Washington Climbers Coalition P.O. Box 77315, Seattle, Washington 98177

Climbing Area: Icicle Creek Canyon, Leavenworth

Kevon Shea on Poison Ivy Crack, 5.9, Icicle Creek.
Photo by Jeff Smoot.
Most crags in Icicle Creek Canyon are within the Wenatchee National Forest. Some crags are on private property and access to some crags requires crossing private land (see below).

Land Manager:
Vaughan Marable, District Ranger
Gabrielle Snyder, Wilderness Ranger
Wenatchee River Ranger District (Formerly Leavenworth District)
600 Sherbourne
Leavenworth, Washington 98826
(509) 548-6977

Current status:
There is no Peregrine Falcon closure expected for Snow Creek Wall this year (2014). For information about a past closure: 2009 Snow Creek Wall falcon closure information page.

The Keep Out is on private property that’s posted no trespassing. All other crags are open.

Access considerations:
In some places, there are threatened or endangered plant species growing in cracks and near crags. If you are interested in establishing a new route, please ask for information on these plants at the Leavenworth Ranger Station.

Please respect private property rights in Icicle Creek Canyon and obey no trespassing and no camping signs.

Snow Creek Wall is within the Alpine Lakes Wilderness. Power drills are prohibited in designated wilderness areas.

You need a Northwest Forest Pass to park at the Snow Creek, Eightmile Creek, and Fourth of July trailheads.

Other resources:
Weather forecast
Weather cam

For discussion:
East Slope Crags forum

Although climbing in Icicle Creek Canyon surely dates to the 1940s, for years it was slower to develop than in Tumwater Canyon. Outside of Snow Creek Wall, very little history was recorded until the first full guide was published in 1989. Many routes (and even entire crags) were known by different names to different groups of climbers. Other areas remained unknown or secret. Today there are several hundred routes in the area, and the Icicle has become the focal point of Leavenworth climbing. Bouldering, in particular, has exploded in recent years.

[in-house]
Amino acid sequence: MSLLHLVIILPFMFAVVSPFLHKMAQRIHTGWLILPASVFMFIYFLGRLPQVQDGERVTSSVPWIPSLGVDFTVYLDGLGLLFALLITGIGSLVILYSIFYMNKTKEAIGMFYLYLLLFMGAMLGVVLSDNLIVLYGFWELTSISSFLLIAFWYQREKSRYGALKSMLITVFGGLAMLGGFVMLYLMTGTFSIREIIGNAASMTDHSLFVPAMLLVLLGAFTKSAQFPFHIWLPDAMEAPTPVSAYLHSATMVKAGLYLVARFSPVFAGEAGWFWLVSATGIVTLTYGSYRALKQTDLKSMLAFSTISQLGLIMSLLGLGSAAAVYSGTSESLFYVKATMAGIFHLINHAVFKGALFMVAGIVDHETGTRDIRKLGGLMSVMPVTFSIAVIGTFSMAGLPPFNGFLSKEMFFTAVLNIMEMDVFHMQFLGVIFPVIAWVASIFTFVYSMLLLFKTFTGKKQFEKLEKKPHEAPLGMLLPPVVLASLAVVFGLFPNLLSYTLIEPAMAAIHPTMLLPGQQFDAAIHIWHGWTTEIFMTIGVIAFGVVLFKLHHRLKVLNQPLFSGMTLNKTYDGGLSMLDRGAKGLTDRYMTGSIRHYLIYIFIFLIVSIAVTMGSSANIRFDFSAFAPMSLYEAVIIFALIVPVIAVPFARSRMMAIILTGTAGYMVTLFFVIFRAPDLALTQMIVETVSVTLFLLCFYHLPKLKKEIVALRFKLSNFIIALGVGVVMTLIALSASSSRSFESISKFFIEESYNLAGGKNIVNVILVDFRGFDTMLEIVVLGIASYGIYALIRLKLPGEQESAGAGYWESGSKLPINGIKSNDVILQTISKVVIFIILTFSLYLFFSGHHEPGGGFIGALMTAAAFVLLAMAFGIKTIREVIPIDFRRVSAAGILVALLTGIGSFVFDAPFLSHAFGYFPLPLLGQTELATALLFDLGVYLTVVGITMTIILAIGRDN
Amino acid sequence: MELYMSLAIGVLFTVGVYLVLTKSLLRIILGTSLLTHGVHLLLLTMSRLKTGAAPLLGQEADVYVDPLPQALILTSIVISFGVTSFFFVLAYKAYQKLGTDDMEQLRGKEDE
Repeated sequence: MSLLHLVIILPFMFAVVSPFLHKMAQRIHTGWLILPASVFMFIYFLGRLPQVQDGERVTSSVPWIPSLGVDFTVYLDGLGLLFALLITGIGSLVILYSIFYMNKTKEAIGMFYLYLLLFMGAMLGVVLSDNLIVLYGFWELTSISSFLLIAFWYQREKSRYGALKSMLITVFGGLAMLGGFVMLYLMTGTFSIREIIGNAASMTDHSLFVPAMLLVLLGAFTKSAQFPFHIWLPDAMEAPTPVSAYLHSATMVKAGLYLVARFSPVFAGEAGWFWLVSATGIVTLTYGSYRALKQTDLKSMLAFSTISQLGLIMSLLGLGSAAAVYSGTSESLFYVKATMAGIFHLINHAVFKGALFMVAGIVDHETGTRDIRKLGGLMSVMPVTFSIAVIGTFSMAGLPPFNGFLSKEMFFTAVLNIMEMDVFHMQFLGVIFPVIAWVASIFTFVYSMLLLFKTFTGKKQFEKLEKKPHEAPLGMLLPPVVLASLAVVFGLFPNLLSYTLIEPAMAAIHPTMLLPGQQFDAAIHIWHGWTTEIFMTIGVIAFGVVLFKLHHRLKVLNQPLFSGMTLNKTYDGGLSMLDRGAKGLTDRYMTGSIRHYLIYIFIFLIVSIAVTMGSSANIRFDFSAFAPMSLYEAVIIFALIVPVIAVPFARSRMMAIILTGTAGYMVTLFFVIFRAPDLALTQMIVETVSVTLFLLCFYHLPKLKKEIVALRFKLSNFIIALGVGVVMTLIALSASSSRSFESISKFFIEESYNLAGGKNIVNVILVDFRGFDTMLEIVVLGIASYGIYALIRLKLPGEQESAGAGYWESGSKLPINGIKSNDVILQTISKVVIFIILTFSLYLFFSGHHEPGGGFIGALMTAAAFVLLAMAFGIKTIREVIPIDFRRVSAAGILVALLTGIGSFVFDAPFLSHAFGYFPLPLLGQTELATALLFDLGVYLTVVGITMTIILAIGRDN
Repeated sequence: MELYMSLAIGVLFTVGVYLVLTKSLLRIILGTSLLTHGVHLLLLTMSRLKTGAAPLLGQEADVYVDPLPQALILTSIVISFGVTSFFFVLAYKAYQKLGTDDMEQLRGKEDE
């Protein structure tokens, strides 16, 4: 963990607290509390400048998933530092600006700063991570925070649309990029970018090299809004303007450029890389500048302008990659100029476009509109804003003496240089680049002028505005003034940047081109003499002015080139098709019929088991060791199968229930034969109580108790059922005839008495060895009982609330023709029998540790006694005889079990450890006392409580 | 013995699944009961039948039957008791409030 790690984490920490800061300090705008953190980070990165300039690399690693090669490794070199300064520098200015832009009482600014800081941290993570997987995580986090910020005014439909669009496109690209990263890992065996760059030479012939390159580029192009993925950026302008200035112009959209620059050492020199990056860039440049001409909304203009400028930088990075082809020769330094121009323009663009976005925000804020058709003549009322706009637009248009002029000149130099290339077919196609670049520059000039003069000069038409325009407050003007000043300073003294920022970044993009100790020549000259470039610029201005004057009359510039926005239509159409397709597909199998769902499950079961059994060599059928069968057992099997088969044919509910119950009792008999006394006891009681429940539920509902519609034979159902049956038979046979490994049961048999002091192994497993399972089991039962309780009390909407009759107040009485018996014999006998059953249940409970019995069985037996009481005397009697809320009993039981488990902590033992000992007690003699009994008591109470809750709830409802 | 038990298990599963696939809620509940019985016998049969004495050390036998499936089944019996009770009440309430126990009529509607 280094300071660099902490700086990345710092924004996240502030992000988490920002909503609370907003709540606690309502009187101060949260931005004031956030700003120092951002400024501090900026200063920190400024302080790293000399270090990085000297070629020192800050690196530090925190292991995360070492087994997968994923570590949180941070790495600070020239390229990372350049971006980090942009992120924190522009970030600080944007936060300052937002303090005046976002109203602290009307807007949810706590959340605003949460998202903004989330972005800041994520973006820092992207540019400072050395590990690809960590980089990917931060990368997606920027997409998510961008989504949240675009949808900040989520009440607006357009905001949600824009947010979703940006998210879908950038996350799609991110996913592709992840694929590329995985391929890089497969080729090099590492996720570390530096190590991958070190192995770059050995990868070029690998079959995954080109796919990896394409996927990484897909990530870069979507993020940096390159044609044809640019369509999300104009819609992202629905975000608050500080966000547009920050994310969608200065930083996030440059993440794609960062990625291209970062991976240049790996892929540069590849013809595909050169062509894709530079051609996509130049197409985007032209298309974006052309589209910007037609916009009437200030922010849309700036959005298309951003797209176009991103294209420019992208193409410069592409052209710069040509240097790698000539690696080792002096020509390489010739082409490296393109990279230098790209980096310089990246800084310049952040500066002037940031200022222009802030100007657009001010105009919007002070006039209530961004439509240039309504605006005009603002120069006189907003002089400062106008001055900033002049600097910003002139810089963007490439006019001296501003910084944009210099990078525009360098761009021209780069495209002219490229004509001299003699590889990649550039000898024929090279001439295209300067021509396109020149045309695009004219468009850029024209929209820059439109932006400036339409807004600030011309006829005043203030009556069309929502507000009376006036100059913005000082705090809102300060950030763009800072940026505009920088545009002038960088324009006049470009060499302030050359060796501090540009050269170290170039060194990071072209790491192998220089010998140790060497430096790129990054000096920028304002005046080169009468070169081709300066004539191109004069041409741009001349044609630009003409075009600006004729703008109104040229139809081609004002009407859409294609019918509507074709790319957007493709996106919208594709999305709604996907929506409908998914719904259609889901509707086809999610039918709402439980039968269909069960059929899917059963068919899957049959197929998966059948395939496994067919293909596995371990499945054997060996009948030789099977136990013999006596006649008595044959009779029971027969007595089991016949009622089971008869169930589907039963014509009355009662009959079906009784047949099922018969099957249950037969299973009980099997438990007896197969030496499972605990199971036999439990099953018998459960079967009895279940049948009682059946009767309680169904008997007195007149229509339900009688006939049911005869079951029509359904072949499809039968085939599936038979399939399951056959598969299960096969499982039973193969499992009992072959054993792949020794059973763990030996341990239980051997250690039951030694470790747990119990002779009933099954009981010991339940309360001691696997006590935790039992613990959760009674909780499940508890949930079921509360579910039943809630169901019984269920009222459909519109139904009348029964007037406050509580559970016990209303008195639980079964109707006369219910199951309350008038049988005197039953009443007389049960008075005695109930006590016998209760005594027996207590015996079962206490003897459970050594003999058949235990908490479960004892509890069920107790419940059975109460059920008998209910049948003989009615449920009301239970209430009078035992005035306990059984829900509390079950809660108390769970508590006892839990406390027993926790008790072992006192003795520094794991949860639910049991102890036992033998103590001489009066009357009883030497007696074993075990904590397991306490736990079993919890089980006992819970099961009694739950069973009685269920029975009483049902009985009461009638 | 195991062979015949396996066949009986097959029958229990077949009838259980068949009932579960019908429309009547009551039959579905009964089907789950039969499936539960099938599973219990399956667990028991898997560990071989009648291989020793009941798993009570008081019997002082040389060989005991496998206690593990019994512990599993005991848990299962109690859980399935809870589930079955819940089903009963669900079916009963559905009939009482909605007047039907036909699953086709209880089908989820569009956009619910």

There is tension with private land access in parts of Icicle Creek Canyon. In some places, climbers have to cross private land to get to crags in the National Forest. In other places, the crags themselves are on private land. If in doubt, climb elsewhere. Crags or key access points on private land include:

  • Bolt Rock/ access to Careno Crag: Located on land that’s posted as private, but climbing & access across land currently allowed.

  • The Keep Out: Posted no trespassing.

  • Access to Dog Dome / Slug Rock / Hook Creek Crag / Rat Creek Dome / Rat Creek Boulder: Easiest access is across a private bridge, which is currently posted no trespassing. Access instead by wading the river (wait for low water) and staying downstream of the bridge. Avoid property upstream of bridge. Keep a low profile.

  • Rat Creek Boulder: Privately owned, but with climbing allowed (see above regarding access).

  • Alphabet Rock: Privately owned. Climbing has been traditionally allowed, but access is somewhat sensitive.

  • 8-Mile Rock (Classic Crack): Privately owned; climbing has been traditionally allowed. Park on Icicle Road or walk in from campground.

  • Access to Doctor Rock / Nurse Rock: Most direct access is across private land; permission to cross is needed. Better to access by traversing across from higher up Eightmile Road.

  • Twisted Tree Boulder: Located on public land, but close to posted private land. Please don’t explore on this land.

Two major purchases have recently brought several crags into public or quasi-public ownership. Both were facilitated by the Trust for Public Land (TPL). The first involved buying and transferring the Goat Dome area to the Forest Service in 2004. The second involved buying and transferring the Sam Hill/Trundle Dome area to the Chelan-Douglas Land Trust in 2005. The WCC kicked off a grassroots fundraising campaign that raised $14,300 to help make the Sam Hill transfer happen. You can read more about our work here

Camping is available at several campgrounds. With the amount of private land in the Icicle (and Forest Service / local sheriff sensitivities), roadside bivies are pretty much a thing of the past in the Icicle.

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